Oh and a wee cry from the heart, please stop putting green spaces in the middle of Housing estates, they drive those who live beside them mad.
    I hate that we have got to the situation where so many people are sleeping out on the streets, stupidly I thought that the Blair Government might tackle this, their reaction, clear them out of sight.
    Things are improving slowly with housing, I am watching new social housing being built in Dunfermline, have to say once they build this quota, they want to look at some of the more elderly Orlets (sp) that are still standing, they will not stand for ever.
    I would say that education is definitely needed Sam but this must not be preaching, I get quite angry when I watch the young take up smoking, my generation should have been the last but sadly not. The number of people who die every year from smoking related illness be it Lung Cancer or anything else should have become non existent by now.
    I did have a flat in Livingston which was what was wrong with much, it was a single skin and after complaining about dampness I was told that it was built to the then minimum standard. We must have made an impact with the complaints because shortly after we were moved to a really well built maisonette. The other problem with housing is noise, and that can be as detrimental on people's health and not much is done about it. Oh I know you can complain, if you live in a Council House something will be done, but try this in either a bought house or a private rent. Sometimes it isn't that someone is going out of the way to be noisy either. Our flat in Edinburgh suffered from quite a bit of noise, doors which closed with a bang because people forgot they were on closures or even the wardrobe sliding door opening and closing at night, all could be an irritant. How much worse with the music which we had blaring from out off shore neighbour for two weeks out of four because he decided to put it in the wardrobe which back on to our Living room in another flat in Edinburgh.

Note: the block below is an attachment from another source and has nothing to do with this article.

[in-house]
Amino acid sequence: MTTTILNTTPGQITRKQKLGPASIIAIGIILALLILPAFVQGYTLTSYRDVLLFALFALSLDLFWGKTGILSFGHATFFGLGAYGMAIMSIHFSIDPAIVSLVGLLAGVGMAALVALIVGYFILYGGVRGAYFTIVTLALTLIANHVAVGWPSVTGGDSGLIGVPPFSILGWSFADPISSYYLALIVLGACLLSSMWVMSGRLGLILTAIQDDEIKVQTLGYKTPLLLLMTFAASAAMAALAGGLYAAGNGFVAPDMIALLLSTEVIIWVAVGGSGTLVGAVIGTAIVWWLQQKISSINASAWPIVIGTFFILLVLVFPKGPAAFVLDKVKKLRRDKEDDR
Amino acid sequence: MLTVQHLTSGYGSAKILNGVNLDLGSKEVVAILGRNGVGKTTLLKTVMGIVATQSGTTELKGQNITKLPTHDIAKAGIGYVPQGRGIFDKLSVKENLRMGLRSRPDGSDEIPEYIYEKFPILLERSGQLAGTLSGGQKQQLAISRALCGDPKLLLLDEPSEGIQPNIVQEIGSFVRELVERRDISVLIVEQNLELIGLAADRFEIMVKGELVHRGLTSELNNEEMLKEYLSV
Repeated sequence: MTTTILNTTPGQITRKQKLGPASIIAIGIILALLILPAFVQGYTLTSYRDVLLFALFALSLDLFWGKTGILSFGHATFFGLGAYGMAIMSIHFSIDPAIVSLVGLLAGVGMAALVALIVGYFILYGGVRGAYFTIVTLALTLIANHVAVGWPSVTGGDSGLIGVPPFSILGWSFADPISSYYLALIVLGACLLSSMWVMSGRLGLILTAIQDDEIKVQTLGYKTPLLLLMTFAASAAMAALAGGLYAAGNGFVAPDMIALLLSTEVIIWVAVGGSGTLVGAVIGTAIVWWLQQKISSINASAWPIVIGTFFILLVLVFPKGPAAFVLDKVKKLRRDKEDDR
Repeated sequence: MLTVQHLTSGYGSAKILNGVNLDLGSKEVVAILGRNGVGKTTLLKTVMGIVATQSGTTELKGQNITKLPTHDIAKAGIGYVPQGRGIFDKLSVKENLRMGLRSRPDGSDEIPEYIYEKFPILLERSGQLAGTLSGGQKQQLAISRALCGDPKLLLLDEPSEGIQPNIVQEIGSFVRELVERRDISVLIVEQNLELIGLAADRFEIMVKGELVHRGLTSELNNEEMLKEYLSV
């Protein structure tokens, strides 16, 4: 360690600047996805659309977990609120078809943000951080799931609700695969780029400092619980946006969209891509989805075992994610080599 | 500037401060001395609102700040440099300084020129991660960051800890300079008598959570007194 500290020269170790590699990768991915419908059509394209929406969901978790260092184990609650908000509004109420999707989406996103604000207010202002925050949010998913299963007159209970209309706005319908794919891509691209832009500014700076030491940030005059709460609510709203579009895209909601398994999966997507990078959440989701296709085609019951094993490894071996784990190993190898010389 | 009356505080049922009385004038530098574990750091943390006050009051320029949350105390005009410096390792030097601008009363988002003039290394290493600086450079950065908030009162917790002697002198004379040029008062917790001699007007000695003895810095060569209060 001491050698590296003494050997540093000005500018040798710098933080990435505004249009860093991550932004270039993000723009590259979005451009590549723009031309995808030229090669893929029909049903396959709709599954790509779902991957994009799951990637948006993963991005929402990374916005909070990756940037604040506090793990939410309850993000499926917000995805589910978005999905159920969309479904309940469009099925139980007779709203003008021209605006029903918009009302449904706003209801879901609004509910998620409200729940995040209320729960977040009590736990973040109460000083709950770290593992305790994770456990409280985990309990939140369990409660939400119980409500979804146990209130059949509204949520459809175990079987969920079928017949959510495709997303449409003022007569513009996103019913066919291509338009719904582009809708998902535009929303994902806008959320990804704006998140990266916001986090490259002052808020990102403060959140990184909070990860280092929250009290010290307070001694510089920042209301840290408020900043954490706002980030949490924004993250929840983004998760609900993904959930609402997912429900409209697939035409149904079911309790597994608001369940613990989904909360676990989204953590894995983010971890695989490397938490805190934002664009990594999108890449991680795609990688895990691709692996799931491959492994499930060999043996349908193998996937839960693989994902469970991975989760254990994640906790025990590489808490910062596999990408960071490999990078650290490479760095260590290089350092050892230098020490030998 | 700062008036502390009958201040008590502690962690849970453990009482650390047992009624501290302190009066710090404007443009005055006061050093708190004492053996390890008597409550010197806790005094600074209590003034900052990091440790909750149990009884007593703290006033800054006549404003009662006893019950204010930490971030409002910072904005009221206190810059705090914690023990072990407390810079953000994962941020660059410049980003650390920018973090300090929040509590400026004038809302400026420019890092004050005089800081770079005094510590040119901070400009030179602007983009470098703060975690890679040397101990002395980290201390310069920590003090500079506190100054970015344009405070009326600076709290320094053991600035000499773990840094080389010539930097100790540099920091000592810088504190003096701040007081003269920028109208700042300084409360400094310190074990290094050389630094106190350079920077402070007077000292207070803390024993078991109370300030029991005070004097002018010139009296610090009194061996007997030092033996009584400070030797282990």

1. This is weird. I answered this post this afterrnoon and my reply has gone!

      Oh well, the sum of what I said this afternoon was that I pretty much agreed with everything you said.

      Bad housing is a disaster for people's health, whether it's because of damp, or crowding or bad insulation/noise pollution.

      We must tackle that, but at the moment they won;t give us the money, because they are too busy buying a replacement for trident, which even Scottish Labour wants rid of... that is the people rather than the management... according to Mr Findlay.

  2. Tris and fellow nat stirrers

    watched nicola on tv being interviewed about
    land reform ....,defo alternative to council tax
    defo......50p tax band if powers granted..defo

    alright she spoke well and i agreed with all
    she said 100%
    There i said it

    1. It could bring in a lot of money. Can't think of many downsides...

      Millionaires would want to sell up and go? Who is buying?

      Loss of jobs on the hunting and shooting estates? Yes, true there might be some. Maybe the money that it raises would make it possible for other uses of the land to be considered, creating other jobs?

      Maybe this kind of socialism is what you have been looking for and not getting from the likes of Lamont and Gray.

      50p band is a common purpose with Labour, although it will raise very little money to be fair. Still, better in our pockets than theirs I say.

      I read somewhere that the editor of the Daily Mail, Paul Dacre, right wing Thatcherite that he is, owns a fairly large estate in Scotland.

      I wonder what the Mail will have to say about the land reforms...

      :) :) :)